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Old 01-20-2021, 06:34 PM   #1
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House Batteries Dead

Well, I screwed up! Took our 2019 DS 4018 out for a ride Sunday and forgot to plug it back in to 50 amp when I pulled into the garage. Today is Wednesday and I went out to the motorhome and noticed door light didn't come on. Checked and sure enough batteries dead. My question is will just plugging it back in to 50 amp recharge by leaving it charge them back up? If so how long or should I start engine ?
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Old 01-20-2021, 06:43 PM   #2
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Plug it in. That would be too much of a job to give to your alternator.

Time depends on how big of a converter and how much battery capacity you have. As an example: If I ran 400ah of batteries completely dead and had a 55amp converter, I'd give it a solid day plugged in.

And the sooner you start, the better chance you won't kill the batteries.


(Oh, and: check the water level of your batteries and top them off before you start charging if you have flooded lead acid batteries.)
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Old 01-20-2021, 07:40 PM   #3
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Your inverter /charger may not start charging, if the house batteries are very low.

If it doesn't start charging on shore power, and you can start the engine, start it up with shore power connected, and let it run for 15 minutes or so.

That should bring the house batteries up to the point when the inverter/charger will kick in and take over charging.
Then you can shut down the engine.

If the chassis batteries are dead too, you may be able to jump the house batteries. That may bring them up to have the inverter/charger take over.
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Old 01-21-2021, 08:24 AM   #4
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Plugged it back into 50 amp overnight but that did not make any difference.
Also let it run for 15 min. to see if I could get the charger to kick in.

Magnum is showing low battery.
Red fault light on.
Charger lite flashing green.

What do I need to do to get the charger to start to kick in?

8 AGM all in great shape before my brain freeze . Thanks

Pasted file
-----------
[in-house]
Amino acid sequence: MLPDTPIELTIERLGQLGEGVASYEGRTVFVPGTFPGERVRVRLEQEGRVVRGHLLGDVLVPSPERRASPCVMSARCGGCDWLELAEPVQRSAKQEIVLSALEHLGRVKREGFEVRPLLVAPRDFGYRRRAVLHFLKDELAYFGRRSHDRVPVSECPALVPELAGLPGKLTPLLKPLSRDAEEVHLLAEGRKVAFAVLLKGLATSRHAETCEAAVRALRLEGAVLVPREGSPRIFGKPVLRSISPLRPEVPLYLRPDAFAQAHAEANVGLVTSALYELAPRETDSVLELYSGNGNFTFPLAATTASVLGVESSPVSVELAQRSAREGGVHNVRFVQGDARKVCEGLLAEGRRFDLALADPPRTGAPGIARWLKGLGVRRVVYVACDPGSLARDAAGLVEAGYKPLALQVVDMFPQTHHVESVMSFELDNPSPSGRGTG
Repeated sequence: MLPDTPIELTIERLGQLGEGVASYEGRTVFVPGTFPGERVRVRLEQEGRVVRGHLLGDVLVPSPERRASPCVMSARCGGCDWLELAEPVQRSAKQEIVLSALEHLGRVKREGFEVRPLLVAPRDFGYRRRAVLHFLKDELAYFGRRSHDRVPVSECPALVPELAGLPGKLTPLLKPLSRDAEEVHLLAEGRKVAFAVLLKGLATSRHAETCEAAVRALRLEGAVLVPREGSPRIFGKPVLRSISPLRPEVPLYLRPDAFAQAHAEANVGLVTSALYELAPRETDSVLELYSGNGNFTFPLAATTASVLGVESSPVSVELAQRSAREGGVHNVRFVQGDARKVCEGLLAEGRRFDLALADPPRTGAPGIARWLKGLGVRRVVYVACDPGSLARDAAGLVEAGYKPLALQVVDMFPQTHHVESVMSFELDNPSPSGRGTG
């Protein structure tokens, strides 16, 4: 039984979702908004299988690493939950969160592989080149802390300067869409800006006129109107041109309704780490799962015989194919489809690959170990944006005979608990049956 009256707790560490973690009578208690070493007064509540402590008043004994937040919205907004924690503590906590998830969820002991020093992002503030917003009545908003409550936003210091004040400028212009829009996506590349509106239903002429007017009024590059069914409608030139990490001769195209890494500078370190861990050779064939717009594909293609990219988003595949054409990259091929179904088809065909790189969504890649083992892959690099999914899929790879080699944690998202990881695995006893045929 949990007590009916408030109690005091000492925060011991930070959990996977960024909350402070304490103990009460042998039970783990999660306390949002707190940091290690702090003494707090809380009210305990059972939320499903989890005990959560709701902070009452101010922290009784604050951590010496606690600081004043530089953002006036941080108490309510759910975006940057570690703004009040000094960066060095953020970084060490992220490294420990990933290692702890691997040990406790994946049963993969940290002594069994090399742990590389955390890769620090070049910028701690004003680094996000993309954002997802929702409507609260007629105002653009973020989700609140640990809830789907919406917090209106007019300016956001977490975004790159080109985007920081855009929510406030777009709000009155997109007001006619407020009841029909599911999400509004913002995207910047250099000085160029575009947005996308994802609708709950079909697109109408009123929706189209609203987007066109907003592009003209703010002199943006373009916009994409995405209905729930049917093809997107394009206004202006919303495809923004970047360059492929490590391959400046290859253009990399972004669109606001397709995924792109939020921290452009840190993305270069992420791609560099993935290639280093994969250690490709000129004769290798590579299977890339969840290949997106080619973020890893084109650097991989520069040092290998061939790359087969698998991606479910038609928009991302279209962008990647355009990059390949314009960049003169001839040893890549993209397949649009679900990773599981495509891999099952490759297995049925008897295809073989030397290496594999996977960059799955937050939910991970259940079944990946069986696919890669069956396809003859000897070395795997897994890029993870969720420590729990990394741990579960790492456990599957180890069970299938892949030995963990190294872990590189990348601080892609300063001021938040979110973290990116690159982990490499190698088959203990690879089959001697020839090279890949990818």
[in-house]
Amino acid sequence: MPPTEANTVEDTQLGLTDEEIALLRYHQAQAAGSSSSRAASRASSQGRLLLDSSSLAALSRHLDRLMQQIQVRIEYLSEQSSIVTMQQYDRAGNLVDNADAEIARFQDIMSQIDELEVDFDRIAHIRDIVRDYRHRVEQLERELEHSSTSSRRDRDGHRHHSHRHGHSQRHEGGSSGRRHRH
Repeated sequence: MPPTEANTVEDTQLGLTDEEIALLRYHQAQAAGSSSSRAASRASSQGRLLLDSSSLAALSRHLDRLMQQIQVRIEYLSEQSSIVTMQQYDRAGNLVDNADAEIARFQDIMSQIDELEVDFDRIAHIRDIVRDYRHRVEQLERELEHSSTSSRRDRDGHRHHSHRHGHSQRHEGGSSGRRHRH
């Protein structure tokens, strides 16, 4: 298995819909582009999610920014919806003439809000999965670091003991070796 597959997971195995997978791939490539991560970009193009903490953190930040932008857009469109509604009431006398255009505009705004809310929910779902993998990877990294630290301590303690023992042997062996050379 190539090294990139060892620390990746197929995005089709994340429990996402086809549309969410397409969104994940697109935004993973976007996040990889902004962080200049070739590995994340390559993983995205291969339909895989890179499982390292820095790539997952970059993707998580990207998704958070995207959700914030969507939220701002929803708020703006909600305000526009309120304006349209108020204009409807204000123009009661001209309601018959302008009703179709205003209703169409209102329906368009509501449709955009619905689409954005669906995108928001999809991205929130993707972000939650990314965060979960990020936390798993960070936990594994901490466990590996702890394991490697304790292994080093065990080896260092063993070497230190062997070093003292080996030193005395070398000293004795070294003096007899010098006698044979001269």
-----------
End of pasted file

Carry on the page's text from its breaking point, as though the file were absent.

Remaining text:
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Old 01-21-2021, 09:06 AM   #5
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I believe I got it charging. Started the MH up and hit the battery boost and generator start.
Generator didnít have enough umph to start, but this process did reset the magnum, fault light went out, charger shows charging and displaying properly. Iíll let run 15 min. , keep it plugged in and keep my fingers crossed.
It appears they were so dead It just needed some kind of a reset to start back up.
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Old 01-21-2021, 09:57 AM   #6
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Magnum inverter/chargers will not charge dead batteries.

Pushing the boost switch probably sent it enough volts to wake it up.
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Old 01-21-2021, 11:05 AM   #7
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Quote:
Originally Posted by twinboat View Post
Magnum inverter/chargers will not charge dead batteries.
Dumb question: Why not?
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Old 01-21-2021, 11:09 AM   #8
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I'd like to know what completely drained your less than 2 year old batteries in less than 3 days.
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Old 01-21-2021, 11:22 AM   #9
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Quote:
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Dumb question: Why not?
Don't know, but as chargers, not converters, they need a battery to operate.
A dead battery could be a missing battery.
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Old 01-21-2021, 11:22 AM   #10
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Quote:
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Dumb question: Why not?